ACT launches campaign

ACT has launched its election campaign with leader Rodney Hide saying only his party can put some backbone into a National-led government. 

Act's launch at the Alexandra Park Raceway in Auckland started a day of launches which also sees Labour, National and United Future begin their official campaigns.

Mr Hide told about 400 supporters Labour had squandered good economic times and had done little to deliver policies that would carry New Zealand through the current world economic crisis.

National, on the other hand, was so busy trying to steal votes off Labour it had mimicked most of its policies.

ACT was needed to force any change, he said.

"This election I am asking you to ensure the next National government makes a difference.

"It's that simple. A party vote for ACT will ensure John Key makes a difference."

Mr Key went on to spell out ACT's core policies.

Its economic prescription was exactly the kind of medicine New Zealand needed in the face of the global market crisis.

"There are small businesses now going to the wall because they are being squeezed paying for an ever-fattening government.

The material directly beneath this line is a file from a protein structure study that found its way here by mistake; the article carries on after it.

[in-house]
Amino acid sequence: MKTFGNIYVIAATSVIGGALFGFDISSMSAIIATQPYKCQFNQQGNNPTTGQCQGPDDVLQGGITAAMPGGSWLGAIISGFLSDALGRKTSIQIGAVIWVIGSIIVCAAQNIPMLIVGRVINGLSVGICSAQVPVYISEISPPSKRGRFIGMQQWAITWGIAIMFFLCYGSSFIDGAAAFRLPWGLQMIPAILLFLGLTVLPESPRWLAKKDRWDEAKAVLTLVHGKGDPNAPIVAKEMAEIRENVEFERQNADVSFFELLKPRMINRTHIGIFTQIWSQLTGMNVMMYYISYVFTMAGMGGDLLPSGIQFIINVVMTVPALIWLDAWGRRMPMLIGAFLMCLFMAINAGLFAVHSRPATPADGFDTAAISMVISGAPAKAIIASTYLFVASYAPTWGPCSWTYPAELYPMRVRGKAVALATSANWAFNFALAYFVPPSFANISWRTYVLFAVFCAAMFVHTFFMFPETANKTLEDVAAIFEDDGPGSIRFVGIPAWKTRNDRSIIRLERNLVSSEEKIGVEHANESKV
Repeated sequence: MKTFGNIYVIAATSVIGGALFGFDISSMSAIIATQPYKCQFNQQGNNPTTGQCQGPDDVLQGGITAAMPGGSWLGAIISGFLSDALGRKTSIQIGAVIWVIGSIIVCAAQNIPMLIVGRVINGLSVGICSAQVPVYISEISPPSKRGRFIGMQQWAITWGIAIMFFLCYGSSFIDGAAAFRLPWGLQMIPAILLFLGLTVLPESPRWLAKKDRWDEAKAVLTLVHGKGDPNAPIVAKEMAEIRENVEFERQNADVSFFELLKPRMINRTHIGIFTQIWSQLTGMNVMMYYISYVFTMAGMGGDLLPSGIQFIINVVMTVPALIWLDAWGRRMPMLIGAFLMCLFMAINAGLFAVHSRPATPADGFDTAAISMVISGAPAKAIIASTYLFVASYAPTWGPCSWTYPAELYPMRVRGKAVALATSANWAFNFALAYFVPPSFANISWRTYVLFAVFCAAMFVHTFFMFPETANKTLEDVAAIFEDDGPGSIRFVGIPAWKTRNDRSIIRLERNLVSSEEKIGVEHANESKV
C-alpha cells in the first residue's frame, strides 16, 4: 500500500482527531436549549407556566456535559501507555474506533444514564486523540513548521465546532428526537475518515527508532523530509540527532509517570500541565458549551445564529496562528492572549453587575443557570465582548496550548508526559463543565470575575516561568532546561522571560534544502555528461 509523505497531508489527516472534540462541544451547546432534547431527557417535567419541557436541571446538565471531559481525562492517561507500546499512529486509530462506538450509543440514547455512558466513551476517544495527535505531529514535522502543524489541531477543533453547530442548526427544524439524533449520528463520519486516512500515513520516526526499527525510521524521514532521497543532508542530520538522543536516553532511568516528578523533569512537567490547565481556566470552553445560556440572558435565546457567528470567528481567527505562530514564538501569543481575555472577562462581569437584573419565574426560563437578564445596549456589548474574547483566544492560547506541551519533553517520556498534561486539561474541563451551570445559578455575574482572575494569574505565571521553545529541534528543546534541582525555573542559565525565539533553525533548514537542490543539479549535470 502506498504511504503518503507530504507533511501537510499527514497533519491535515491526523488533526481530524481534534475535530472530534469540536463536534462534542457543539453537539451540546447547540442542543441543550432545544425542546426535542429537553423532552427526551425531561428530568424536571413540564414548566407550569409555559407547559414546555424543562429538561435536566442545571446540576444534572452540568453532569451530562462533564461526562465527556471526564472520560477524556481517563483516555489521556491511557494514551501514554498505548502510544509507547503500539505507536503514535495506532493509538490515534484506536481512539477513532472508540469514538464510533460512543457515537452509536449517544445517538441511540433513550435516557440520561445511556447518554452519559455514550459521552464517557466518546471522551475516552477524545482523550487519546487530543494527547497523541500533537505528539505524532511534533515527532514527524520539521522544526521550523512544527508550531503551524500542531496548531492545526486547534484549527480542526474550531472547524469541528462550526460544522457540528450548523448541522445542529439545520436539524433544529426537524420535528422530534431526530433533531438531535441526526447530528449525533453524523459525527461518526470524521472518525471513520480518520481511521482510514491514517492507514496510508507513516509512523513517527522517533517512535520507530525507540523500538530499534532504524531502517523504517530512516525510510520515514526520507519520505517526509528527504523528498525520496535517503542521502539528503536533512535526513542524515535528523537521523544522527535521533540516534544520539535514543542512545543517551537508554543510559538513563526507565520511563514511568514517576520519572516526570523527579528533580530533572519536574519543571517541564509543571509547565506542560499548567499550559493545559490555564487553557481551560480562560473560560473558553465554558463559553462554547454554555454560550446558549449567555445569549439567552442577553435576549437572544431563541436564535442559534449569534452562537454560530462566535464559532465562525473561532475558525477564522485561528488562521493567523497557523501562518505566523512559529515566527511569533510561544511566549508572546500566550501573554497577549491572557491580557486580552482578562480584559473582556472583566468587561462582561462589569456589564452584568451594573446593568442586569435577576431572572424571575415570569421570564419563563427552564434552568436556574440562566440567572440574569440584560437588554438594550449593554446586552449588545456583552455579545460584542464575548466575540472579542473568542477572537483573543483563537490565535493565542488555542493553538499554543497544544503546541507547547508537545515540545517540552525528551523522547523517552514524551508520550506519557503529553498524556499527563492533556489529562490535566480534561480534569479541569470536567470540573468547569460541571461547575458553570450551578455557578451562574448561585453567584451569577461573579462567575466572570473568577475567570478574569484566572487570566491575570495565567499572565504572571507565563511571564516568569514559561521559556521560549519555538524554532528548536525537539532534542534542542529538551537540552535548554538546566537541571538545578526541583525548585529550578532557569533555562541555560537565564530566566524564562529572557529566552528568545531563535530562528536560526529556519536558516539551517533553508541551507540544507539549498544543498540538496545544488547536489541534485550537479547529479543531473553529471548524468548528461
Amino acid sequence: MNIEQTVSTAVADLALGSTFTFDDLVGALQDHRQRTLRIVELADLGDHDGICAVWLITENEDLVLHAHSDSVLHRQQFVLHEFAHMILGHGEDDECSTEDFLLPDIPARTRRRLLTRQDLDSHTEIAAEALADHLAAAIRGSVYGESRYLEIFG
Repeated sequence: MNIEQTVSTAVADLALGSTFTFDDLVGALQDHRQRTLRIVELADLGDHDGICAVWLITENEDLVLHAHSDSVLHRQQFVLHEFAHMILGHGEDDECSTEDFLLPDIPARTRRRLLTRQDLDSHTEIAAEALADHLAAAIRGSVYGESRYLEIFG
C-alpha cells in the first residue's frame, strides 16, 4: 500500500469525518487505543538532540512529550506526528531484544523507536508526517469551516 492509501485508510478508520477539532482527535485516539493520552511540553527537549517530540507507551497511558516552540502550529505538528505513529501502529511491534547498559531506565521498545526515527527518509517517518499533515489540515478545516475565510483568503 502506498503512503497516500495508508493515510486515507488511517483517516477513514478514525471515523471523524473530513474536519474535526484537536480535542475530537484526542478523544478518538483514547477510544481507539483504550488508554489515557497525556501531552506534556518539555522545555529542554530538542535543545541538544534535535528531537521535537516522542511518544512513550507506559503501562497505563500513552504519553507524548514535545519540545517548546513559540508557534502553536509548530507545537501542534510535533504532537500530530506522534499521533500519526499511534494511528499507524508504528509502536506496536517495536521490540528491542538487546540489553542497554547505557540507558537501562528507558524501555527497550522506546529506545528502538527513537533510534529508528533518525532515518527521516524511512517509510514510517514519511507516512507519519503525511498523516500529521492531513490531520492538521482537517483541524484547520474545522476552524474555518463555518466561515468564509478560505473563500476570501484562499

"Families are struggling to make ends meet with taxes, rates and other charges," he said.

"The way to facilitate the necessary transition is to cap government expenditure in real terms, free up the labour market and radically reform the Resource Management Act."

Other economic policies included immediately cutting the top tax rate and dumping the emissions trading scheme.

Mr Hide also spelt out ACT's tough anti-crime policies including the abolition of parole and a three-strikes policy, which would give a sentence of 25-years to life to anyone convicted three times of a violent offence.

He said there should also be better legal protections for people who defended themselves or their property.

He cited the case of Auckland dairy owner Virender Singh who has been charged over an altercation in which he defended himself from youths allegedly looking to rob his shop.

ACT would also turn the clock back on "nanny state" initiatives supported by Labour such as the phasing out of incandescent light bulbs and Green MP Sue Bradford's anti-smacking legislation. - NZPA

Add a Comment

 

xmas_guide_640x95.jpg

christmas-2019-300px-her.jpgchristmas-2019-300px-him.jpgchristmas-2019-300px-family.jpgchristmas-2019-300px-kids.jpg